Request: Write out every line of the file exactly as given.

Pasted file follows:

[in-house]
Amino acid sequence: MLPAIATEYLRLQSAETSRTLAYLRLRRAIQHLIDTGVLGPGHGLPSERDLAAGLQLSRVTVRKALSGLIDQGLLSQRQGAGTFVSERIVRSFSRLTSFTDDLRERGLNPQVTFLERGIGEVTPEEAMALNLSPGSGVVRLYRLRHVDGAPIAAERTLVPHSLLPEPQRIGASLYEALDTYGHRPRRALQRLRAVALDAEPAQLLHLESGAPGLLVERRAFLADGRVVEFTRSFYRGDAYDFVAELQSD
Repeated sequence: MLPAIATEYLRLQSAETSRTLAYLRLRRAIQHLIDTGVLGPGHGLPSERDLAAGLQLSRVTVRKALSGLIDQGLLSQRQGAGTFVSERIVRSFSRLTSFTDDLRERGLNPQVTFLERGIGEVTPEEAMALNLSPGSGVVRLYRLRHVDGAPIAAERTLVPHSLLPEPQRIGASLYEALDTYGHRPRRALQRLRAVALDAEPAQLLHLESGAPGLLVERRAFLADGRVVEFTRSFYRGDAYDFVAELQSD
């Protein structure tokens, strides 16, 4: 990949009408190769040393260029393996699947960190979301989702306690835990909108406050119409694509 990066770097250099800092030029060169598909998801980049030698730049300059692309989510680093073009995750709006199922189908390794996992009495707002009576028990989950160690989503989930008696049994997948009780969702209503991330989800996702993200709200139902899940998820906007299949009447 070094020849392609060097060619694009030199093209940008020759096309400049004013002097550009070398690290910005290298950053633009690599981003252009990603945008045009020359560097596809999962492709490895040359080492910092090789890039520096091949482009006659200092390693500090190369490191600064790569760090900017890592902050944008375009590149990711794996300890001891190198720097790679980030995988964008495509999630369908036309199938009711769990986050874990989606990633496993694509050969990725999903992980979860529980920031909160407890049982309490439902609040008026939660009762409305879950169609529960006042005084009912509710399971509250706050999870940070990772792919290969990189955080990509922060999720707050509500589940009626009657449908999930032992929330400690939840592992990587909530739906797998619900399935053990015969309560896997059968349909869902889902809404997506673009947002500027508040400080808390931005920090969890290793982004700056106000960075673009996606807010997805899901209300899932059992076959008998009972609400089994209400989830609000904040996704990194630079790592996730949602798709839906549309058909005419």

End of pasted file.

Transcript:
[in-house]
Amino acid sequence: MLPAIATEYLRLQSAETSRTLAYLRLRRAIQHLIDTGVLGPGHGLPSERDLAAGLQLSRVTVRKALSGLIDQGLLSQRQGAGTFVSERIVRSFSRLTSFTDDLRERGLNPQVTFLERGIGEVTPEEAMALNLSPGSGVVRLYRLRHVDGAPIAAERTLVPHSLLPEPQRIGASLYEALDTYGHRPRRALQRLRAVALDAEPAQLLHLESGAPGLLVERRAFLADGRVVEFTRSFYRGDAYDFVAELQSD
Repeated sequence: MLPAIATEYLRLQSAETSRTLAYLRLRRAIQHLIDTGVLGPGHGLPSERDLAAGLQLSRVTVRKALSGLIDQGLLSQRQGAGTFVSERIVRSFSRLTSFTDDLRERGLNPQVTFLERGIGEVTPEEAMALNLSPGSGVVRLYRLRHVDGAPIAAERTLVPHSLLPEPQRIGASLYEALDTYGHRPRRALQRLRAVALDAEPAQLLHLESGAPGLLVERRAFLADGRVVEFTRSFYRGDAYDFVAELQSD
């Protein structure tokens, strides 16, 4: 990949009408190769040393260029393996699947960190979301989702306690835990909108406050119409694509 990066770097250099800092030029060169598909998801980049030698730049300059692309989510680093073009995750709006199922189908390794996992009495707002009576028990989950160690989503989930008696049994997948009780969702209503991330989800996702993200709200139902899940998820906007299949009447 070094020849392609060097060619694009030199093209940008020759096309400049004013002097550009070398690290910005290298950053633009690599981003252009990603945008045009020359560097596809999962492709490895040359080492910092090789890039520096091949482009006659200092390693500090190369490191600064790569760090900017890592902050944008375009590149990711794996300890001891190198720097790679980030995988964008495509999630369908036309199938009711769990986050874990989606990633496993694509050969990725999903992980979860529980920031909160407890049982309490439902609040008026939660009762409305879950169609529960006042005084009912509710399971509250706050999870940070990772792919290969990189955080990509922060999720707050509500589940009626009657449908999930032992929330400690939840592992990587909530739906797998619900399935053990015969309560896997059968349909869902889902809404997506673009947002500027508040400080808390931005920090969890290793982004700056106000960075673009996606807010997805899901209300899932059992076959008998009972609400089994209400989830609000904040996704990194630079790592996730949602798709839906549309058909005419």